Permanent Pacemaker Implantation After Transcatheter Aortic Valve Implantation: Impact on Late Clinical Outcomes and Left Ventricular Function

Study Questions:

What is the impact of permanent pacemaker implantation (PPI) after transcatheter aortic valve implantation (TAVI) on late outcomes (including mortality and rehospitalization for heart failure), left ventricular function, and functional status changes after the intervention?


Consecutive patients who underwent TAVI with either a balloon-expendable valve (BEV) or a self-expandable valve (SEV) in eight centers, between January 2005 and February 2013, were screened. Of these, 233 patients were excluded because of pre-existing pacemaker implantation and 22 patients because of an unsuccessful procedure without valve implantation.


A total of 1,556 consecutive patients without prior PPI undergoing TAVI were included (BEV, 858 patients; SEV, 698 patients). Of them, 239 patients (15.4%) required a PPI within the first 30 days after TAVI. At a mean follow-up of 22 ± 17 months, no association was observed between the need for 30-day PPI and all-cause mortality (hazard ratio [HR], 0.98; 95% confidence interval [CI], 0.74-1.30; p = 0.871), cardiovascular mortality (HR, 0.81; 95% CI, 0.56-1.17; = 0.270), and all-cause mortality or rehospitalization for heart failure (HR, 1.00; 95% CI, 0.77-1.30; p = 0.980). A lower rate of unexpected (sudden or unknown) death was observed in patients with PPI (HR, 0.31; 95% CI, 0.11-0.85; p = 0.023). Patients with new PPI showed a poorer evolution of left ventricular ejection fraction over time (p = 0.017), and new PPI was an independent predictor of left ventricular ejection fraction decrease at the 6- to 12-month follow-up (estimated coefficient, −2.26; 95% CI, −4.07 to −0.44; p = 0.013; R2 = 0.121).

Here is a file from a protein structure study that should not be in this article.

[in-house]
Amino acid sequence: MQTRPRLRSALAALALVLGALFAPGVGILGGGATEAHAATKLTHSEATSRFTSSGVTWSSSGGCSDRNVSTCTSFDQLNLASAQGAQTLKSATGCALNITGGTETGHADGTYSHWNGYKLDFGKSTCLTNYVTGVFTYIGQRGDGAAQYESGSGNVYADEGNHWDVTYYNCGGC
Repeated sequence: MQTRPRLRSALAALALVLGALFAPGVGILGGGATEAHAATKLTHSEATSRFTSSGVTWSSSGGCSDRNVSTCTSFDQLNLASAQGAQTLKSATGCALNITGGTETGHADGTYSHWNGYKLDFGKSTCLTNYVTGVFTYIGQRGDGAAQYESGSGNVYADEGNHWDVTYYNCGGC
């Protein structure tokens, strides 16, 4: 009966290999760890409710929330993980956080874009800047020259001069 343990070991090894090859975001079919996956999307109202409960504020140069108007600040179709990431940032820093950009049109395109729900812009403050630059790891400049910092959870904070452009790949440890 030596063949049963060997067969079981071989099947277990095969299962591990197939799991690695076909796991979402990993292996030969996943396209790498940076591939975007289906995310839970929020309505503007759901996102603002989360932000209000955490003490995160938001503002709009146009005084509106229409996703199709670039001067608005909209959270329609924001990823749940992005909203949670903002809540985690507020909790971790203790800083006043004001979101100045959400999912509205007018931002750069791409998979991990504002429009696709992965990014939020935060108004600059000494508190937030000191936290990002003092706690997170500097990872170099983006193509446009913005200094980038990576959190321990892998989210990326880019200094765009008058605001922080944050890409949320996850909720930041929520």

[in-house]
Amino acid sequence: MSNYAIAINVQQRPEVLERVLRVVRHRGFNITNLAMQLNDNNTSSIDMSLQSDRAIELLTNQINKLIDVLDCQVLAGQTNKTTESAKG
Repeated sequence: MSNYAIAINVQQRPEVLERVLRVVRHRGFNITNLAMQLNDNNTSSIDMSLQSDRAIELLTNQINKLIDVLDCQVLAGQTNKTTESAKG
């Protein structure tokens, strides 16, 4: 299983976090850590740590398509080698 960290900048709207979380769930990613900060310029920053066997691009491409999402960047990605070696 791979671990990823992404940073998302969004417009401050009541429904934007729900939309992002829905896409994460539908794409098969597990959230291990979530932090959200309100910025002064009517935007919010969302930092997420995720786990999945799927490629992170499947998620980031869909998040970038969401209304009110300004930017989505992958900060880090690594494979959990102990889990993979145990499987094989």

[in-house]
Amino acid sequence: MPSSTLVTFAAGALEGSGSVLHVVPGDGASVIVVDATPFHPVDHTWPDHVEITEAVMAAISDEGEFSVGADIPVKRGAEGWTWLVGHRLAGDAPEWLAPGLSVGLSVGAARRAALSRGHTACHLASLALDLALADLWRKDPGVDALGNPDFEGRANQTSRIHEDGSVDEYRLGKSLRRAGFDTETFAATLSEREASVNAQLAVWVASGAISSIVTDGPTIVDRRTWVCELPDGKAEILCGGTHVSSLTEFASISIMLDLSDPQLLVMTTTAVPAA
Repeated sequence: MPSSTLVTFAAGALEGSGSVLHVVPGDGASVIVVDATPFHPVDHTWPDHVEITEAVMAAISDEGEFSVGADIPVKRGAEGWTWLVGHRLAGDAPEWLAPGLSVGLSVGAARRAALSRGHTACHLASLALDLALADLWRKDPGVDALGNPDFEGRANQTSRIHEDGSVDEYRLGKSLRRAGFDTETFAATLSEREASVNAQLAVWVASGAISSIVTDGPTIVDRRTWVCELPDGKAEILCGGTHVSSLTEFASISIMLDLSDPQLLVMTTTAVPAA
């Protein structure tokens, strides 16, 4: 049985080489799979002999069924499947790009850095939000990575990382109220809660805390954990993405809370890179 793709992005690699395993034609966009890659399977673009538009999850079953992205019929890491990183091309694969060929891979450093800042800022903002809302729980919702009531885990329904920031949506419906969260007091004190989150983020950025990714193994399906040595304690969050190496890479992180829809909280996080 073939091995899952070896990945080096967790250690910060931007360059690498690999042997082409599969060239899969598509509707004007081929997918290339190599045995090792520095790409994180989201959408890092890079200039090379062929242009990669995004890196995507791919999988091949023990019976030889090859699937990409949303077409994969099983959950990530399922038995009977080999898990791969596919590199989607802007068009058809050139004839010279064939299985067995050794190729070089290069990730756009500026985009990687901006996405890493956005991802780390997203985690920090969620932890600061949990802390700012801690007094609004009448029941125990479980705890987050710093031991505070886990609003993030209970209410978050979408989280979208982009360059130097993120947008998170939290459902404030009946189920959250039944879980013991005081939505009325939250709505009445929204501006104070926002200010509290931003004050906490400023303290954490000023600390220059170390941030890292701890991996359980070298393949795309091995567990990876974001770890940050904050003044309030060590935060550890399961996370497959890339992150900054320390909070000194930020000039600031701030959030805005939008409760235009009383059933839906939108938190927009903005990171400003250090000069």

The need for PPI was a frequent complication of TAVI, but it was not associated with increase in overall or cardiovascular death or rehospitalization for heart failure after a mean follow-up of approximately 2 years. Thirty-day PPI was a protective factor for the occurrence of unexpected (sudden or unknown) death. However, new PPI did have a negative effect on left ventricular function over time.


The study offers new insights into one of the most common complications of TAVI – the requirement for pacing. Similar to other patient populations needing right ventricular pacing, PPI after TAVI has a negative impact on left ventricular function, although no deleterious effects of PPI were observed on mortality and heart failure status in this study. The occurrence of new-onset persistent left bundle branch block was an independent predictor of sudden cardiac death. PPI was associated with a decrease in sudden (or unexplained) death. Interestingly, the protective effect of PPI persisted even after landmark analysis with a cut-off at 30 days, suggesting that progression to atrioventricular (AV) block may occur late. On the other hand, many patients with complete AV block post-TAVI subsequently recovered AV conduction, highlighting the need to optimize device programming to minimize RV pacing. Future studies should explore the most appropriate management of new conduction disturbances that do not meet criteria for PPI. Additionally, potential benefits of cardiac resynchronization therapy in the PPI post -AVI population should be explored.

Clinical Topics: Arrhythmias and Clinical EP, Heart Failure and Cardiomyopathies, Implantable Devices, EP Basic Science, SCD/Ventricular Arrhythmias, Acute Heart Failure

Keywords: Atrioventricular Block, Follow-Up Studies, Ventricular Function, Left, Heart Failure, Bundle-Branch Block, Stroke Volume, Pacemaker, Artificial, Confidence Intervals, Death, Sudden, Cardiac, Cardiac Resynchronization Therapy

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